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Mc5

Newly widowed father of two girls 9 and 12

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I am a 43 year old widow. I lost my wife this past October. We were married a week shy of 14 years and have two daughters (9 and 12).  My wife battled metastatic breast cancer that has spread to her bones and liver for 16 months.  She was on hospice for the last 5 months and I was fortunate to be able to stay home and be her caregiver.  Cancer is weird because you think you get a jump start on the grieving process while you juggle hope with preparing for what seems like the invevitable. I don't have any regrets. We were able to say everything we needed to say to each other and make some positive memories even during the last months.  We were able to take a family trip to Monterey exactly one month to the day my wife passed.  It was hard and not perfect but were were able to have fun.

 

My wife taught at our girls school and was the glue the kept this house running smoothly. She handled all the important decisions, did the scheduling, and budgeting. Now its all on me.  I try so hard to do half as good of a job as my wife did. In the last 4 months I have learned how to use overnight curlers, make hair buns, do make up, and shop for a pre-teen.  I know I am doing a good job but that doesn't any easier. 

 

I am having a really hard time balancing my grief and the girl's grief.  We are on different roller coasters and when I am up they are down ore vise versa. Both of my girls get so angry with me. I know its normal to be angry, but it still hurts especially when I am feeling vulnerable and filled with my own self-doubts about my parenting abilities.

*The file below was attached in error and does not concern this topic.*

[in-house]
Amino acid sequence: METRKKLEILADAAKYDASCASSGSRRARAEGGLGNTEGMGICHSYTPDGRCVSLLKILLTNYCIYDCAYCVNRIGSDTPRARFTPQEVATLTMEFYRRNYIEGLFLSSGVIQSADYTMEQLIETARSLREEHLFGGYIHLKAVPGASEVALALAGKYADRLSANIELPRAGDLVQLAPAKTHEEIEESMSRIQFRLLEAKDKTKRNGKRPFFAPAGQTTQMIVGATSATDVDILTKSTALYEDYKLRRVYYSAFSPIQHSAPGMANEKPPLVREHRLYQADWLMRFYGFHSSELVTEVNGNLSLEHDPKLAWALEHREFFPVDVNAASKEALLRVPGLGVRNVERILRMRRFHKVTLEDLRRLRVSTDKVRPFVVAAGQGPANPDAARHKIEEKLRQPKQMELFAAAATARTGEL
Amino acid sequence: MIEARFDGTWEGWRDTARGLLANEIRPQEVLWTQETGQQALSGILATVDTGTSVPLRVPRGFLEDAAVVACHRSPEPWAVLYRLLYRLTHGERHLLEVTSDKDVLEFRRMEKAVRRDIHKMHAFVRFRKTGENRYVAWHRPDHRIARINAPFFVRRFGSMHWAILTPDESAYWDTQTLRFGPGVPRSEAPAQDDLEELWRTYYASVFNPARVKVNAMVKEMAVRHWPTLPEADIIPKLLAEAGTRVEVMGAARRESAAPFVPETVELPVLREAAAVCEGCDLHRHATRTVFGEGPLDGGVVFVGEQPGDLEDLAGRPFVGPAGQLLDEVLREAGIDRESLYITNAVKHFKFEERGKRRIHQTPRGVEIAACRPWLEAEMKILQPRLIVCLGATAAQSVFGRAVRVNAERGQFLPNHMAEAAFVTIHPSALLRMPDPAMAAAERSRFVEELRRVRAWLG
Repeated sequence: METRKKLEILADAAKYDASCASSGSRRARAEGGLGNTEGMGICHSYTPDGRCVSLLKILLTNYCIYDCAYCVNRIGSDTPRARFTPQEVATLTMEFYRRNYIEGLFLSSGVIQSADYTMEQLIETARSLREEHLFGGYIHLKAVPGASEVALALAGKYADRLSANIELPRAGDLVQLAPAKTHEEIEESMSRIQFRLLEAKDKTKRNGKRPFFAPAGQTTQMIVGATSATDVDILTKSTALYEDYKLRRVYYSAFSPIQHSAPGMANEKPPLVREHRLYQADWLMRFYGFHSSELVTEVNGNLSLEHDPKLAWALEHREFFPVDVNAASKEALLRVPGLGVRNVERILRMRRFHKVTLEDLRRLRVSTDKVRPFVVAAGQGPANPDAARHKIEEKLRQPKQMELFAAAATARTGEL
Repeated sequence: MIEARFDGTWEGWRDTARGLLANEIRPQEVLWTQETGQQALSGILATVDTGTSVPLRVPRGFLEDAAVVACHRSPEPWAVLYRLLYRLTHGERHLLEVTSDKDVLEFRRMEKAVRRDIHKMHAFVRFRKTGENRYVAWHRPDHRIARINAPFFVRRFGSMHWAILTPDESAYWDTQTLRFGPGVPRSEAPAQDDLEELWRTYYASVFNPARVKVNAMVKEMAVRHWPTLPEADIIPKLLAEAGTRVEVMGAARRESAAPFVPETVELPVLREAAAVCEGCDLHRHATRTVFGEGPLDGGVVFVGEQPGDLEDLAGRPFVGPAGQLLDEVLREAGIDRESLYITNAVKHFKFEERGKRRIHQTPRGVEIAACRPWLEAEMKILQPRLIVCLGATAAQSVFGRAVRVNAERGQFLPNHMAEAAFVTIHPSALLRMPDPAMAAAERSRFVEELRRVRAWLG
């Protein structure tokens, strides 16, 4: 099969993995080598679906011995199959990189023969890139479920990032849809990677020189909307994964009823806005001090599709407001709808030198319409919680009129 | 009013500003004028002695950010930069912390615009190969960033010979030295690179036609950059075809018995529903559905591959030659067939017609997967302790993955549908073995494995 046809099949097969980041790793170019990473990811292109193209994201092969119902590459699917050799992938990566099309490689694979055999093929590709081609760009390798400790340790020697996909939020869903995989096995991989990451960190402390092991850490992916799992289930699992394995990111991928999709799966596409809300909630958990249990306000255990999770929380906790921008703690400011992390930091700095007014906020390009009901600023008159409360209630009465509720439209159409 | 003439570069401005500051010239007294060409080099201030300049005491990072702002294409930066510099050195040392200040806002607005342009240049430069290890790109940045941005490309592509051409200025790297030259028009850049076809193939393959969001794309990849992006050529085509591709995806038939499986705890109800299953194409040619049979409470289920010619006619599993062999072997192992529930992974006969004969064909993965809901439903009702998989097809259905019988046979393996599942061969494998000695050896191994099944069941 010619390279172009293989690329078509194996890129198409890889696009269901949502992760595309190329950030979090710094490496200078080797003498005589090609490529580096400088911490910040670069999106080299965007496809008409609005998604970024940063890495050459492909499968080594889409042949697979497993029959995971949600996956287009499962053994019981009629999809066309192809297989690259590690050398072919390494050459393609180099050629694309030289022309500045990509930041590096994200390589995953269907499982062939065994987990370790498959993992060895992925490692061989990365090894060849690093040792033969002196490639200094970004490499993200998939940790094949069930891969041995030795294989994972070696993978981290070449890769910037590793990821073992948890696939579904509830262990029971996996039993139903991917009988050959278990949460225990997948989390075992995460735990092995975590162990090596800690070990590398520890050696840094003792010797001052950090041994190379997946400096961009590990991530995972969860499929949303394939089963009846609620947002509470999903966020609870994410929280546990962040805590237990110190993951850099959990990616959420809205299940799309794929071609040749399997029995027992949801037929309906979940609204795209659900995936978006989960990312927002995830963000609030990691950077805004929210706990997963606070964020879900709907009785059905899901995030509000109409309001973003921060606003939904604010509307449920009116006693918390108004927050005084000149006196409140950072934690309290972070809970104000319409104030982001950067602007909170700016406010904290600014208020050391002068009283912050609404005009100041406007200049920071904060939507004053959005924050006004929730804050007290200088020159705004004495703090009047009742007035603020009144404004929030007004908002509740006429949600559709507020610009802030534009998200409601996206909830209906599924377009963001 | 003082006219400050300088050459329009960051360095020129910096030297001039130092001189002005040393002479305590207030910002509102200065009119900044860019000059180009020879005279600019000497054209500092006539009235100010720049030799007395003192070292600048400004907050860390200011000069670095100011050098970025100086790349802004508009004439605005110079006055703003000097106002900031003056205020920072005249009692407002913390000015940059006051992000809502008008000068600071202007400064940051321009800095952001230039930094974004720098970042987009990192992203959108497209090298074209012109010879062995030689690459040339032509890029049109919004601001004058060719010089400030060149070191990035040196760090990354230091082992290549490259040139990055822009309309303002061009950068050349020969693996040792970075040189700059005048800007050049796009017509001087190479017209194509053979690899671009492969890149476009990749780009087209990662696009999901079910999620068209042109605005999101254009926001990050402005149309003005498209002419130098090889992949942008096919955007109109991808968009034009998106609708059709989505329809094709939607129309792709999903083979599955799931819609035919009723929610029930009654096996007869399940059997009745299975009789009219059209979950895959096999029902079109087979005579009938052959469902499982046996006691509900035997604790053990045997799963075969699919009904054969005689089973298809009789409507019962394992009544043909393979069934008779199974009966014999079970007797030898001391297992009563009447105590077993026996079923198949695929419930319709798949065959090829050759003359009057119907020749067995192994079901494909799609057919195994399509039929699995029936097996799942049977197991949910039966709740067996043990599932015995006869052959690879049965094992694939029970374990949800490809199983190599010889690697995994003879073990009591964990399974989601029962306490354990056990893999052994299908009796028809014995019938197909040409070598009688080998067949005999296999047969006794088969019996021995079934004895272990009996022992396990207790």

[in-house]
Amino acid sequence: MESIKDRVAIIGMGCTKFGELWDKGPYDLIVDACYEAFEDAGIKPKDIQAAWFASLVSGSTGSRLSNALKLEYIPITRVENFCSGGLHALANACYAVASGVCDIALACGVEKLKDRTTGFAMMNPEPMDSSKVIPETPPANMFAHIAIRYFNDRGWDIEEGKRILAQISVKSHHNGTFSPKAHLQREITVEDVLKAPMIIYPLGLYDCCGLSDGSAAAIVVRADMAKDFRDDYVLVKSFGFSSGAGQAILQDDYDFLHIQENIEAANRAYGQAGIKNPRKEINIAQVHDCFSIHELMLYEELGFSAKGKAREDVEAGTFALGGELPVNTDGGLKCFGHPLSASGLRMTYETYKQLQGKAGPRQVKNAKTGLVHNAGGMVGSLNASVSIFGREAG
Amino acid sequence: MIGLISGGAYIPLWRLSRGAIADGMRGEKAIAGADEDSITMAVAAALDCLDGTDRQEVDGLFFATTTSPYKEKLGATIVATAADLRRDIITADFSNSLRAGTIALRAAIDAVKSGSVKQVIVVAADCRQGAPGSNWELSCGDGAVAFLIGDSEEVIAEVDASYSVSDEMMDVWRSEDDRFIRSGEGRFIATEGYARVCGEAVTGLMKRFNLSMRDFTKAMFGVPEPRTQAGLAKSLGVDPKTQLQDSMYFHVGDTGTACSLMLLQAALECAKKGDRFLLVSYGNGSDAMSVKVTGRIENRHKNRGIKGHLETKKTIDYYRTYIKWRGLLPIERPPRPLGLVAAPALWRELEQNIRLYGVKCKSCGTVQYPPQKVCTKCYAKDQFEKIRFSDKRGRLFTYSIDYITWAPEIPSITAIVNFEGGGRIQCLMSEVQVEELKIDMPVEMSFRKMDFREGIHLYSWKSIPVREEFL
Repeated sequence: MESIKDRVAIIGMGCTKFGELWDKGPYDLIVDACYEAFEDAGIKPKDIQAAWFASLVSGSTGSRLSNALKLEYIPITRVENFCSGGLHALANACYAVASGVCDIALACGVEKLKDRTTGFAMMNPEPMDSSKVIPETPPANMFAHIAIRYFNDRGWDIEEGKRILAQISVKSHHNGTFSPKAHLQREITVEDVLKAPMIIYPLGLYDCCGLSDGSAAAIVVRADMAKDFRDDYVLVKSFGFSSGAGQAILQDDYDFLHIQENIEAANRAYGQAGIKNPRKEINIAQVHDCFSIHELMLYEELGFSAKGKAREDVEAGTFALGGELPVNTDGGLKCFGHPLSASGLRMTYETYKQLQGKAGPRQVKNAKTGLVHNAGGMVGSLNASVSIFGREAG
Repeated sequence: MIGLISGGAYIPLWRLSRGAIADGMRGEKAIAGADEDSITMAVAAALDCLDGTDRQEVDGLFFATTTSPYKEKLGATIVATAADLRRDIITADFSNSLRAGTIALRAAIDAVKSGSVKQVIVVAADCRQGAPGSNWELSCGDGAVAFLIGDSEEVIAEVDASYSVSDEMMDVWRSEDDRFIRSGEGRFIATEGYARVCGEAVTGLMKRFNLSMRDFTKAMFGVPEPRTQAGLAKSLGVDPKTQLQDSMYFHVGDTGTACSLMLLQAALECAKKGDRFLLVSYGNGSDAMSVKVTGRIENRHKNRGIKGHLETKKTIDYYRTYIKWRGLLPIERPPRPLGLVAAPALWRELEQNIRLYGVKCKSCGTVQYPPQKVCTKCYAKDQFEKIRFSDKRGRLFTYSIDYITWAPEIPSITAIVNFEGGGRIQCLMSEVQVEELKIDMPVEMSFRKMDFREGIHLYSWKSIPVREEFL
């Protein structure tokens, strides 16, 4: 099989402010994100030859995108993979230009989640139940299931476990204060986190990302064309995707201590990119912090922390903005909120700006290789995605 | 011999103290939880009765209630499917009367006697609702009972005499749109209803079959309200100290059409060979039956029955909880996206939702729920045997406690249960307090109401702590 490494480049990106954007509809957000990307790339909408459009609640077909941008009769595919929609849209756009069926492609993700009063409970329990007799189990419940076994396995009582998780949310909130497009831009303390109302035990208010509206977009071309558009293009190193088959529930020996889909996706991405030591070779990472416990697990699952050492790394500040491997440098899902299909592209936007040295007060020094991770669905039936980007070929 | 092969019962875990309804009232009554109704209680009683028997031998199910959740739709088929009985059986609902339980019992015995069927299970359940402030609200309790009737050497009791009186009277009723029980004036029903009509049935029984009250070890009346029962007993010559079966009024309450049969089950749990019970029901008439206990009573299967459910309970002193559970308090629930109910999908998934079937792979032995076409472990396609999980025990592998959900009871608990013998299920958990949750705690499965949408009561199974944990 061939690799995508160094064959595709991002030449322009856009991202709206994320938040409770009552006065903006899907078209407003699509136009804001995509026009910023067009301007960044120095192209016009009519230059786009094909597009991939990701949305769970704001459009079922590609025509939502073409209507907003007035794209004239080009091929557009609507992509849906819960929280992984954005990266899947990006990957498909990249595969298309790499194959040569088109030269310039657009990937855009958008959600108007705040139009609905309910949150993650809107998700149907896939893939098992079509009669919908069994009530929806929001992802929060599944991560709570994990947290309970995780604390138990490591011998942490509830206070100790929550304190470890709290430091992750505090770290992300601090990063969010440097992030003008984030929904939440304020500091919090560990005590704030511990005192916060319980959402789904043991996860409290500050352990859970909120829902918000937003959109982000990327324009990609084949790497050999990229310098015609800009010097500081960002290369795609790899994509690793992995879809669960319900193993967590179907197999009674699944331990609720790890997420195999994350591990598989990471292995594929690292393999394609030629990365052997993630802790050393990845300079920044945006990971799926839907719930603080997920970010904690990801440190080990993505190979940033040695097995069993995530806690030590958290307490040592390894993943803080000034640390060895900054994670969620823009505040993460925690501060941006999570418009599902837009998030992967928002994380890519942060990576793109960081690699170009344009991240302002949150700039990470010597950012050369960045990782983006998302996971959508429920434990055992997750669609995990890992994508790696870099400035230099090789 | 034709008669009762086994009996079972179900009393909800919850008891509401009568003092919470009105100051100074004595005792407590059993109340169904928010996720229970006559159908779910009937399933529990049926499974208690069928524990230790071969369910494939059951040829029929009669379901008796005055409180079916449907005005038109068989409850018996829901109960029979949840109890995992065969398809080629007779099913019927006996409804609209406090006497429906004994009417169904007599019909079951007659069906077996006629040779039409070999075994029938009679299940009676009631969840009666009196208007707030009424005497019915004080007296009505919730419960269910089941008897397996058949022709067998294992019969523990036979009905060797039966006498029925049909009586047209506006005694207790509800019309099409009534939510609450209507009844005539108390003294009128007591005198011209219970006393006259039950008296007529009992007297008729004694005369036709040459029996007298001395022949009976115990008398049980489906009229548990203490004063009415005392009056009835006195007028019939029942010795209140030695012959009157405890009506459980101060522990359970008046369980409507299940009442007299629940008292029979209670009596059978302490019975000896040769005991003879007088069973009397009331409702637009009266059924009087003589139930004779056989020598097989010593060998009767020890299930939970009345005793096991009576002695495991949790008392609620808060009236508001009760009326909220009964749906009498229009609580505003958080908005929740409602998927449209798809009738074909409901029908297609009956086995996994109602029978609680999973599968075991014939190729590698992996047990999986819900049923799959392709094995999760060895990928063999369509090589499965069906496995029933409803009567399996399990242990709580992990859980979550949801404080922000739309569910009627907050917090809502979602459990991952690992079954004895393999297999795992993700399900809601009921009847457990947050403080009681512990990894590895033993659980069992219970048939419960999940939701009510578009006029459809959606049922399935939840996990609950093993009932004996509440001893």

I try to get the girls to help out around the house, but it has been met with defiance, along with yelling, screaming, and door slamming.  I know no kids likes to clean up around the house, but I also know its another example to them of how things are different without Mom.  While my wife was on hospice, I did not make the girls help out.  I was not up for the fight, but I also wanted them to spend as much quality time with their Mom as possible.  Now I am paying the price.

 

I try very hard to have fun with them. And want to continue to show them that sadness and anger are part of this process but not the whole process. We can still have fun and both feelings are ok. But I know that our relationship has changed after going through such a terrible loss, but I can't just be their friend. I have to be their Dad too.  That balancing act is so hard.  I have the girls signed up for camp Kesem, they are seeing a social worker through hospice, and I am working on getting them into a peer support group.  I know it will get better but it is so hard right now.  

 

I have seen so many articles about how children grief and they have been helpful. But I don't see many about how to grieve yourself while supporting their grieving process. Any advice is welcome.

Edited by Mc5